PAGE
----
Flavour is a combination of taste, aroma and texture, but we also "eat with our eyes". All our senses are involved in the enjoyment of food and flavour. It can be fundamental to happiness and satisfaction. If someone suggests that our favourite flavours and foods may be changing, fear can strike. It is fundamental and emotional.
Understanding this, we decided to take a fresh look at some of our favourite flavours. We could not think of a more iconic place to have this conversation than France. It’s the home of many famous dishes that are enjoyed around the world, even by those who have never visited the country.
We approach this topic of flavours and benefits in this way: when you invest your money, you expect to get a positive return. The same should go for your health. What you eat should be carefully considered to achieve positive health returns. This became important to us as we looked at our own food choices and the impacts they were having on our health. We thought we were eating a good diet, but the numbers at the doctor’s office did not support this conclusion.
It's even more alarming when you investigate what the average diet in North America is and then look at the top seven causes of death. These include heart disease, cancer, stroke and diabetes. These are diet related. They are preventable and there is good news: we can take action without pills. Hmm. Food as medicine. Even something as simple as changing what you eat for breakfast has a positive impact; see Small Changes, Big Benefits: A Nutrition Interlude (page 66).
We were guided by scientific research in our selection of recipe ingredients and even cooking methods. This is discussed in The Science Behind Flavour with Benefits (page 222) which is dedicated to the discussion of food and its relationship to health.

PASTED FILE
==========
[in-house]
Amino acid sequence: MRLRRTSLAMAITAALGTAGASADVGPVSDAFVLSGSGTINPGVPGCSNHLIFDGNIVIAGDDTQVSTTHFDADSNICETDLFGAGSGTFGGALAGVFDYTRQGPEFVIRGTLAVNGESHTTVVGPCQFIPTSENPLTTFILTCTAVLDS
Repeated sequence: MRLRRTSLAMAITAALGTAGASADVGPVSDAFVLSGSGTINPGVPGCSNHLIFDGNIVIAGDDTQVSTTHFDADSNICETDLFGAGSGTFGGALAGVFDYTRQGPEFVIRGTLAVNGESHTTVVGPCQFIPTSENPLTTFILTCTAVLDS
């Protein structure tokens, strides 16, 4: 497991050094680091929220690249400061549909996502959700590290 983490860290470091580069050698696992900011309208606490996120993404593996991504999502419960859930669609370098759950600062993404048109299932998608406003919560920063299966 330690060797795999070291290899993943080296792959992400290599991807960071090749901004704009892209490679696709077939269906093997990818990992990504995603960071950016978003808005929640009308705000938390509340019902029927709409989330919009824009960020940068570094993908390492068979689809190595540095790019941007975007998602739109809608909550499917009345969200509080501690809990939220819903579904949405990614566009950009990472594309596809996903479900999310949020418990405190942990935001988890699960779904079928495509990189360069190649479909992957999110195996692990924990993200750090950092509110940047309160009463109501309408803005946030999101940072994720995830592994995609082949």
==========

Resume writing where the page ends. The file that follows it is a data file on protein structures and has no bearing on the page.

There is a Recipe Index & Profiles chapter (page 200), which includes an overview of over 50 recipes, highlighting time and difficulty and designating whether the recipe is vegetarian, vegan, zero cholesterol, oil-free, a high fibre source, gluten-free, tree-nut free or enhances sexual vitality.
Where we have replaced traditional ingredients with healthier alternatives, there are the Alternative Ingredients Recipes (page 204). These include flax "eggs" (page 210) which stand in for eggs, as well as sauces such as "Cheese" Sauce (page 206) or "Worcestershire" Sauce (page 214). Many of these alternative ingredients are referenced in the recipes. In Stocking your Pantry (page 218), staples for your kitchen are listed, including ingredients that may be unfamiliar to some, such as monk fruit, which is frequently used in place of sugar. There is more discussion of monk fruit in The Science Behind Flavour with Benefits (page 228).
Please check with your doctor and other medical professionals to ensure that any dietary changes you want to make are right for you and do not impact any medications or other treatments.
Flavour with Benefits: France was completed during uncertain times. So a pleasant distraction is in order for all of us. The book is written to feel like you are chatting with a good friend at a café table, maybe even in France. We hope that you’ll be inspired and make plans to visit those places that are new to you or revisit those that revive your favourite memories.
We co-wrote this book, but ultimately, we chose to make it the voice of Cathy as this book is about her journey and family history.
We took all the photographs except for those drawn from books, archives (where noted and credited) or old family photos. The food photographs were taken during our trip to France or in our kitchen at home.
Along the way, you may see some recipes that you would like to try.
Through these shifting times, we trust that you, and those you love, can find the strength and compassion in your lives to be happy and thrive.
Cathy Connally and Charley Best
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All information was provided by the author and not edited by us. This is so you get to know the author better.